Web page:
Battle of the Somme

The following text is the concluding part of Arthur Linfoot’s own typescript note entitled “Battle of the Somme”. It is derived from his own diary transcription of 1976 but is distinct from it, was also written in 1976 and covers the dates 16 June – 8 August 1916. Illustrations and footnotes have been added by this site’s curators and are not included in the original typescript.

Two pieces of trench art (the matchbox cover engraved "The Great War"; the paper- knife engraved "Albert", and "Ancre" on the reverse; the handle is a spent .303 cartridge, for a Lee Enfield rifle or a Lewis machine-gun); and a piece of shrapnel preserved by ALL (exact origin not known but possibly related to the July 26 entry below).
Two pieces of trench art (the matchbox cover engraved “The Great War”; the paper- knife engraved “Albert”, and “Ancre” on the reverse; the handle is a spent .303 cartridge, for a Lee Enfield rifle or a Lewis machine-gun); and a piece of shrapnel preserved by ALL (exact origin not known but possibly related to the July 26 entry below).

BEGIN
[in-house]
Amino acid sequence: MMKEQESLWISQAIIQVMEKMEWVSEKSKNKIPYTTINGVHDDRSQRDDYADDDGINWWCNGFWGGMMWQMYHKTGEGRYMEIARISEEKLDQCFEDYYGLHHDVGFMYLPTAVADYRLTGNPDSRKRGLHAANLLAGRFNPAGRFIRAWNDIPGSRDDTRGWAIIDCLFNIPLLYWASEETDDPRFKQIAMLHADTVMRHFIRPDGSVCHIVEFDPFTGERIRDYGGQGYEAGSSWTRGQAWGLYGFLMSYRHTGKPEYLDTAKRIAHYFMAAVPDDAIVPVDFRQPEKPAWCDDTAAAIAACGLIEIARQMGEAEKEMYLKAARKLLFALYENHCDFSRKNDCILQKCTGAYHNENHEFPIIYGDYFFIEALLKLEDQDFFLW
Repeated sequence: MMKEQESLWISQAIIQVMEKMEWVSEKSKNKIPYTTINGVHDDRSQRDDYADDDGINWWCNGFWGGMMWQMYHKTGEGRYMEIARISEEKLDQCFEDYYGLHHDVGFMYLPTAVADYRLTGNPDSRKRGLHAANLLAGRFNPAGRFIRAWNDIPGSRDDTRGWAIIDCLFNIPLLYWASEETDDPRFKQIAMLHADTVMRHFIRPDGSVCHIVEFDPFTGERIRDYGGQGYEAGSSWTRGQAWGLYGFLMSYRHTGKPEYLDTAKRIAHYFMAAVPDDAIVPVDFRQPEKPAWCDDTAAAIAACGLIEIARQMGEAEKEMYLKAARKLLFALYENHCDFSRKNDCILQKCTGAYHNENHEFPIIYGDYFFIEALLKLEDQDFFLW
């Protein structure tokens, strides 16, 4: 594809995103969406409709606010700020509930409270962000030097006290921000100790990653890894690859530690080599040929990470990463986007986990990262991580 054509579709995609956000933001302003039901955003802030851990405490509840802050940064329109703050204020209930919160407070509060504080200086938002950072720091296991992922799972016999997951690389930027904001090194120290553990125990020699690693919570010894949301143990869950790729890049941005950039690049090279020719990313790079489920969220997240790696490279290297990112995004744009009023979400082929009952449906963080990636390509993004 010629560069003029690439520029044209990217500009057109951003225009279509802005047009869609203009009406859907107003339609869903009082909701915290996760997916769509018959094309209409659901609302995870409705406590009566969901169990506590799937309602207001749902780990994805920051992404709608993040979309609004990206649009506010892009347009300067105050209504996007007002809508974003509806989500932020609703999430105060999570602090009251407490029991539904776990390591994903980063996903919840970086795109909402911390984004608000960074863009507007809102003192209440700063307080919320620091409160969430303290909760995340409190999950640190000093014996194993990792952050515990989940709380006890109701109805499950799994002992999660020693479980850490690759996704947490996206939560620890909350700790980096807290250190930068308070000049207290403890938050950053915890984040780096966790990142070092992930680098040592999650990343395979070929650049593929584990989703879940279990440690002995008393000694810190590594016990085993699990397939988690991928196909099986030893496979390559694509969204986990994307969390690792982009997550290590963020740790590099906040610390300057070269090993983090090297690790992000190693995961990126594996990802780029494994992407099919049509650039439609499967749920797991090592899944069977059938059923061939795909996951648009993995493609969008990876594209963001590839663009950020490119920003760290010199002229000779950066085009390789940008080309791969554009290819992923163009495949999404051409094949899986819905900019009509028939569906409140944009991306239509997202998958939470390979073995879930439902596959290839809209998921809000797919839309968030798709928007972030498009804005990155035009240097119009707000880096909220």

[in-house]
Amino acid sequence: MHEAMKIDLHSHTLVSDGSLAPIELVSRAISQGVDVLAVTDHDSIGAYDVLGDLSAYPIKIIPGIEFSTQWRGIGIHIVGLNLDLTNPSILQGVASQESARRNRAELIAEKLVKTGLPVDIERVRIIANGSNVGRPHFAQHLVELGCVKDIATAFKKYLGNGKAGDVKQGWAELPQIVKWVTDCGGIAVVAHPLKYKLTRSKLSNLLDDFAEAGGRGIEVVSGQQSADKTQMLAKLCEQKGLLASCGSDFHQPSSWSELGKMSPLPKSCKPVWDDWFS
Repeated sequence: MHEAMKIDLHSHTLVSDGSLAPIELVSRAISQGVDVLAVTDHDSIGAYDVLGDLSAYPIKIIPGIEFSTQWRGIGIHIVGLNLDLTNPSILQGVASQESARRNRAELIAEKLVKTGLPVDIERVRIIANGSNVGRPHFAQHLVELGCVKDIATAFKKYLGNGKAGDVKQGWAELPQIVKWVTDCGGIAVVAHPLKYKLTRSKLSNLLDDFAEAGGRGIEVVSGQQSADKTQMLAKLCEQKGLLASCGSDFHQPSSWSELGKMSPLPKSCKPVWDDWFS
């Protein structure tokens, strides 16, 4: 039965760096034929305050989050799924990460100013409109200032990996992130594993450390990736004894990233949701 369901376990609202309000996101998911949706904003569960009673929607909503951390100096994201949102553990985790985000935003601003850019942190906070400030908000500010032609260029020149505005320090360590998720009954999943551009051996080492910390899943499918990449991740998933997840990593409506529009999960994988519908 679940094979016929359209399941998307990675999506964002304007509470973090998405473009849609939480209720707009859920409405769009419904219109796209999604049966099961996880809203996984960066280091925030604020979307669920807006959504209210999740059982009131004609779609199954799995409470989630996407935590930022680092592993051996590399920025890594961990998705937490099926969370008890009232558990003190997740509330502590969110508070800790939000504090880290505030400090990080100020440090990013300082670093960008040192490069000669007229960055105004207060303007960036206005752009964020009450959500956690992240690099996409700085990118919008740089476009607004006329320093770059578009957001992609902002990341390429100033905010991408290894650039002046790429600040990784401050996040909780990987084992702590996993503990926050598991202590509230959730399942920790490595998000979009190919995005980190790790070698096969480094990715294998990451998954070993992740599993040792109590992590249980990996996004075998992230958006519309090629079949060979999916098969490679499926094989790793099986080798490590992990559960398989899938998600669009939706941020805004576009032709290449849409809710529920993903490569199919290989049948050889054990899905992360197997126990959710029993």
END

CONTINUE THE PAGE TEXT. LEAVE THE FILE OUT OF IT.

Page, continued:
Wednesday, 26th July. Relieved at about 8 o’clock. I kept the piece of shrapnel taken out of the shoulder of the Y. & Lancs. soldier as a souvenir. Went back to our dressing station and marched from there to the transport lines and on to headquarters at the Chateau. Heard that a big ammunition dump had been blown up and that Sgt. Jones had been killed and Sgt. Brown wounded. A number of our men had been gassed and gone down the line. Fine day. Returned with Lavere to our old sleeping place. Parcel and letter from home and I had eggs and brown bread and butter for tea.